MEPs? PEPs? A Business Owner's Guide to Understanding the Difference
Establishing a retirement plan for your business and the staff you employ can be very expensive and time-consuming, leading many companies to forego retirement benefits for their employees. But this limitation is sometimes at the detriment of the employee. According to the U.S. Department of Labor, retirement planning options are only available to 53 percent of employees at small businesses (businesses with less than 100 workers).1
To resolve the challenges of retirement planning, MEPs (multiple employer plans) sought to create cost-effective options for small businesses. However, traditional MEPs have suffered from restrictions that make them less attractive to many small businesses.
The SECURE Act, which passed in December 2019, hopes to resolve small business retirement challenges by adjusting traditional restrictions and establishing a new form of MEP - the PEP (pooled employer plan).
What Is a Multiple Employer Plan?
Multiple employer plans (MEPs) are retirement plans available to businesses within a similar industry (food service, construction, etc.).2 Historically, MEPs suffered from the “unified plan rule,” or as it’s commonly referred to, the “one bad apple” rule. This rule would have disqualified an entire retirement plan if one employer violated compliance.
How the SECURE Act Affects MEPs
With the introduction of the SECURE Act, MEPs benefited from a variety of changes to make them more attractive to smaller businesses.
Some of the largest changes include:
- Making it easier to establish an MEP 2
- Providing protection against the “One Bad Apple” rule 3
- Establishing a new form of MEP - the PEP, or “pooled employer plan”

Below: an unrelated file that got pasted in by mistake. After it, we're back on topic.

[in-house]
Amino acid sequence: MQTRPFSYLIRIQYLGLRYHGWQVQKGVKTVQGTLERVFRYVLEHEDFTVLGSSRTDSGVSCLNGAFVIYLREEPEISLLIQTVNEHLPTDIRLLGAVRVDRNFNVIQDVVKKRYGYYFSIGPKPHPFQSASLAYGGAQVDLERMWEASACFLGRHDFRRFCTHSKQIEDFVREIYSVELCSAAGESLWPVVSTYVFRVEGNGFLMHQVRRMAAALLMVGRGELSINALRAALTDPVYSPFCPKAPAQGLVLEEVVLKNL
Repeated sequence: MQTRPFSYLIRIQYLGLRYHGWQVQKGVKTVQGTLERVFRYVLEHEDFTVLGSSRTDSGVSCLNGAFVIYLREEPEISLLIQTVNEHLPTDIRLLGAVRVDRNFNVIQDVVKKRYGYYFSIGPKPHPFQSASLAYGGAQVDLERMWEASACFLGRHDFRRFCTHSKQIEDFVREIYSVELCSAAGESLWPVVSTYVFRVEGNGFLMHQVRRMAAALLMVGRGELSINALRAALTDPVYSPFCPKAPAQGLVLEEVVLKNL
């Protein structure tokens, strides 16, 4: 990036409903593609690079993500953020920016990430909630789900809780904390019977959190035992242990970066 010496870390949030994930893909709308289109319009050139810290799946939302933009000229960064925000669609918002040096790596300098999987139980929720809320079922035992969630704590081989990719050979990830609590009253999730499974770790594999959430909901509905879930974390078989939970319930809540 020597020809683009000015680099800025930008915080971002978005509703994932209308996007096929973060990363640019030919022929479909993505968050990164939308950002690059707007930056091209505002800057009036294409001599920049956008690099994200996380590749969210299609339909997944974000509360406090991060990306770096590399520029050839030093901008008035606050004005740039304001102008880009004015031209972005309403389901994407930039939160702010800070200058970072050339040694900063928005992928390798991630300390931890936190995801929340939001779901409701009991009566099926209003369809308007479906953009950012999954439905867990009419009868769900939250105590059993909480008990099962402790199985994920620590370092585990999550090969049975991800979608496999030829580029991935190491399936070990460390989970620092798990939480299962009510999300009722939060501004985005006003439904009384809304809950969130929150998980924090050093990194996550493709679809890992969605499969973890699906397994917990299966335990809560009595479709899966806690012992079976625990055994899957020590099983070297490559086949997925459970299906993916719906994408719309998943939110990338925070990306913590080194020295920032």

What Is a Pooled Employer Plan?
As an extension to the original MEP, PEPs are required to follow the same set of regulations and requirements as a MEP. The benefit of a PEP is it allows businesses from different industries to establish retirement options similar to a traditional MEP. 2 This provides employers with the opportunity to establish potentially superior retirement options at a lower cost by combining their collective purchasing power.
However, PEPs also have their own unique restrictions, including:
- Limited to the use of 401(k) plans
- Must be administered by a “pooled plan provider” 2
What Is a Pooled Plan Provider?
A pooled plan provider is responsible for the sponsorship and management of an employer’s retirement plan and must be sponsored by a financial service company and registered with the Secretary of Labor and Secretary of the Treasury.1 Pending this registration, providers could begin supplying PEPs as of January 1st, 2020. 1
MEP vs. PEP
The biggest difference between the base MEP and the addition of a PEP is a trade-off of increased buying potential at the cost of retirement plan options. In addition, unlike traditional MEPs, PEPs allow businesses to go outside of their industry, but restrict members to the use of a 401(k) plan. Together, these differences can reduce the overall cost of both compliance and administration, allowing businesses that would not benefit from a pre-SECURE Act MEP to have a competitive option for establishing retirement benefits through a PEP.
Remembering these differences can help your business determine the best option for saving money while still providing your employees with superior retirement benefits.
Beacon Hill Private Wealth is an independent, fee-only, fiduciary investment advisor providing evidence-based wealth planning solutions that simplify our clients' financial lives. Founder Tom Geoghegan, CFP® CPWA® MBA is also a member of the National Association of Personal Financial Advisors (NAPFA).
The Certified Private Wealth Advisor® (CPWA) certification administered by the Investments & Wealth Institute® is the standard for competence in the field of wealth management today. The advanced credential created specifically for wealth managers working with high-net-worth clients is focused on the life cycle of wealth—accumulation, preservation, and distribution. CPWA certified professionals are able to identify and analyze the unique challenges high-net-worth individuals face and understand how to develop specific strategies to minimize taxes, monetize and protect assets, maximize growth, and transfer wealth. The CPWA designation signifies that an individual has met initial and on-going experience, ethical, education, and examination requirements for the professional designation, which is centered on private wealth management topics and strategies. Fewer than 1% of financial advisors have achieved the CPWA certification.4
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